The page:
Posted on September 4, 2020 by Libby Castillo


For almost 50 years, Roxanne Henkin, Ed.D, Professor Emeritus in the Department of Interdisciplinary Learning & Teaching at the College of Education and Human Development dedicated her career to educating individuals about the power of the written word. This summer, she received three distinguished awards to celebrate her life-long achievements.

Growing up in Skokie, Illinois, Henkin’s passion for writing began at an early age.

“I was a child who loved to read and who loved to write,” Henkin said. “Looking back, that’s what my career has been, helping people not just learn to read and write but to use it for social justice, to use it for a purpose.”

Henkin began her career by quickly earning her Bachelor’s Degree at Northern Illinois University in only three years. She went on to receive her graduate degree in Reading and eventually her Ed.D from the same institution.

After earning her Bachelor’s Degree, she began working as a first-grade teacher which eventually led to a remarkable career in the education field.

“I have always loved working with people, whether I was that first-grade teacher at the beginning of my career or working with undergraduates, graduates, and doctoral students, that’s always been the highlight for me,” she said. “Being with people and sharing these incredible texts and listening to their stories and helping them become better writers. It’s been a career beyond my dreams.”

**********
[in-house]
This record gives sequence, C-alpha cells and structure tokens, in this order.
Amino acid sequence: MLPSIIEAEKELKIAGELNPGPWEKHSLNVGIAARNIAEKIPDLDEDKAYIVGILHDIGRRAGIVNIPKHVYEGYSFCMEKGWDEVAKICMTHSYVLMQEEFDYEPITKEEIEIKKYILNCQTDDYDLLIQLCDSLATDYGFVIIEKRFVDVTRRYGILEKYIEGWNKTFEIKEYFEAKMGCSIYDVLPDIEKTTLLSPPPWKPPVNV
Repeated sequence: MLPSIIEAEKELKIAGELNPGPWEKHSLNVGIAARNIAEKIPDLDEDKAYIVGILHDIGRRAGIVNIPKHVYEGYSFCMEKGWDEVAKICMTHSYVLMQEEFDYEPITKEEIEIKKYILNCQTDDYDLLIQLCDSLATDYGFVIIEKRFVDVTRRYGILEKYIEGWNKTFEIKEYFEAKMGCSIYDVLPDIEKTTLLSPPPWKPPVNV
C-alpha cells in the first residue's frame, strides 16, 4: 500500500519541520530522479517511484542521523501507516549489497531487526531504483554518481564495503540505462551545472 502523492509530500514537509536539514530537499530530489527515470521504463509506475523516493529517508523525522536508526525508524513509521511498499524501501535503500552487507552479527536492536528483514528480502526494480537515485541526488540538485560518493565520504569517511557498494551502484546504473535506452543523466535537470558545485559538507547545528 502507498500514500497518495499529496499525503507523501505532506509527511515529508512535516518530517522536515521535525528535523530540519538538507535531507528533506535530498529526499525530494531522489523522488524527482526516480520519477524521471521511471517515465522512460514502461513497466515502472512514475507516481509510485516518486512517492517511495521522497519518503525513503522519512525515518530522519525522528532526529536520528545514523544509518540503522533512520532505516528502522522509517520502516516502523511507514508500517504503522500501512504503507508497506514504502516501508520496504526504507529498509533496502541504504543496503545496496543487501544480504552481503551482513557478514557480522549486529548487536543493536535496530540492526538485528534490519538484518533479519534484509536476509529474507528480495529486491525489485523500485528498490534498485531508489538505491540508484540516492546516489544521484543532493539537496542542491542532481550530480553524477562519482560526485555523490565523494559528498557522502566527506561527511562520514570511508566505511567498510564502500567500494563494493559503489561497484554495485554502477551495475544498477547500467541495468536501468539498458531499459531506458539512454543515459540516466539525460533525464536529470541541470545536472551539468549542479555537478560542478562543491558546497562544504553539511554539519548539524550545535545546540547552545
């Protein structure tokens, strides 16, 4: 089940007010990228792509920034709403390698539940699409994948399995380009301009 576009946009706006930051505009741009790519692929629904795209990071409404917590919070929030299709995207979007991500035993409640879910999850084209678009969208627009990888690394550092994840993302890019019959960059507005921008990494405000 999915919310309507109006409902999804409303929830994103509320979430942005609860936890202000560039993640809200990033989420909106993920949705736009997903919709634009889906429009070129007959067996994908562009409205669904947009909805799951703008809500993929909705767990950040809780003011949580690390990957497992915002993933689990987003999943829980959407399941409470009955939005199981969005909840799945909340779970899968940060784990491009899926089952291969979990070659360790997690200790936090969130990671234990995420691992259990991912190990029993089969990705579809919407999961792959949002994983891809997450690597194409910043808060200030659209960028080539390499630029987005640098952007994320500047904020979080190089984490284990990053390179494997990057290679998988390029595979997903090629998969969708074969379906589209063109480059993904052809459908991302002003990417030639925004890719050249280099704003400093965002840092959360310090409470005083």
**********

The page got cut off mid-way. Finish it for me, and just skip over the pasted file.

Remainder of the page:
Beyond her time as a teacher and professor, Henkin dedicated herself to the   National Writing Project , a network of teachers from across the nation dedicated to improving the teaching of writing and learning in schools and communities.

Dr. Henkin’s dedication to the National Writing Project led to being a Co-Director of the Illinois Writing Project and then to the creating and directing of writing projects not only in San Antonio, but also in South Africa, India, the Philippines, and Kazakhstan. Through this, she was able to build lasting and familial friendships with the people within the projects.

“I think that’s the beauty of traveling, but not traveling to travel but traveling and staying with people and writing about our lives together,” she said. “It’s such a deep connection, you move from strangers to friends, and from friends to family.”

Dr. Henkin’s life’s work was celebrated with three awards this summer. She received the   National Council of Teachers of English(NCTE)   Literacies and Languages for All 2020 Lifetime Membership Award ,   the   2020 NCTE LGBTQ+ Advocacy and Leadership Award,   andwas awarded the   2020 Distinguished Alumni Award   from her High School Alma Mater Niles North High School.

Of her awards, Henkin remained humble and attributed her dedication to her craft and career as an opportunity to improve the world we live in.

“I see writing and literacy as a tool for promoting social justice across the world. We live in a global community and we share a love of and belief in humanity. We know that we must work together for the earth to survive,” she said. “We need the talents and the commitments of all our students, educators and people around the world to evolve into the community of our dreams. I am only one person in a long line of advocates for social justice, but I hope that I have made a difference in creating a more just world.”

— Libby Castillo